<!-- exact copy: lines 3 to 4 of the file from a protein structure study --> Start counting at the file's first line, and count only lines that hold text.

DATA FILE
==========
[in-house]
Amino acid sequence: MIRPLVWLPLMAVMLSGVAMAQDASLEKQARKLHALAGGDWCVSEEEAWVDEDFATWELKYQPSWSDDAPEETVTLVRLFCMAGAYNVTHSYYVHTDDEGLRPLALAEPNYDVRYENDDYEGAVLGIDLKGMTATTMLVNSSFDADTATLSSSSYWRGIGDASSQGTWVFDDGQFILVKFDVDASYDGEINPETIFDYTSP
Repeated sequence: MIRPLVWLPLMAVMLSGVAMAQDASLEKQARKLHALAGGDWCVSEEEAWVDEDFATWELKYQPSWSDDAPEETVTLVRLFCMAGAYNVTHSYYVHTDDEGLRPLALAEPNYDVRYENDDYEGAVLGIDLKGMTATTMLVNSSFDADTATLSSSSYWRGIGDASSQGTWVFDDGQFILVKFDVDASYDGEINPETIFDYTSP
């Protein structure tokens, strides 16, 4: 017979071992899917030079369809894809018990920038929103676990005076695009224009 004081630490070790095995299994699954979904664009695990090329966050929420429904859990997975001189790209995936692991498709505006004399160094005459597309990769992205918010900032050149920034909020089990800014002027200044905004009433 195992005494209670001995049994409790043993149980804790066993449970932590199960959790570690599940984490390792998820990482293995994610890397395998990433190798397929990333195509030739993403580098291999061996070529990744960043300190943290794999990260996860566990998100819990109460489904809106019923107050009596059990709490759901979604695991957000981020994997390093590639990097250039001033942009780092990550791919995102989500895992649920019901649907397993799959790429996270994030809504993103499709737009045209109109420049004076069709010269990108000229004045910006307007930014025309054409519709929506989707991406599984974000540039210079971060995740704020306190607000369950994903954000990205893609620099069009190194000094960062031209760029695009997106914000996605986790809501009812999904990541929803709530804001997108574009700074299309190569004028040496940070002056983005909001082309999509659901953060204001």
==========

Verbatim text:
Repeated sequence: MIRPLVWLPLMAVMLSGVAMAQDASLEKQARKLHALAGGDWCVSEEEAWVDEDFATWELKYQPSWSDDAPEETVTLVRLFCMAGAYNVTHSYYVHTDDEGLRPLALAEPNYDVRYENDDYEGAVLGIDLKGMTATTMLVNSSFDADTATLSSSSYWRGIGDASSQGTWVFDDGQFILVKFDVDASYDGEINPETIFDYTSP
């Protein structure tokens, strides 16, 4: 017979071992899917030079369809894809018990920038929103676990005076695009224009 004081630490070790095995299994699954979904664009695990090329966050929420429904859990997975001189790209995936692991498709505006004399160094005459597309990769992205918010900032050149920034909020089990800014002027200044905004009433 195992005494209670001995049994409790043993149980804790066993449970932590199960959790570690599940984490390792998820990482293995994610890397395998990433190798397929990333195509030739993403580098291999061996070529990744960043300190943290794999990260996860566990998100819990109460489904809106019923107050009596059990709490759901979604695991957000981020994997390093590639990097250039001033942009780092990550791919995102989500895992649920019901649907397993799959790429996270994030809504993103499709737009045209109109420049004076069709010269990108000229004045910006307007930014025309054409519709929506989707991406599984974000540039210079971060995740704020306190607000369950994903954000990205893609620099069009190194000094960062031209760029695009997106914000996605986790809501009812999904990541929803709530804001997108574009700074299309190569004028040496940070002056983005909001082309999509659901953060204001």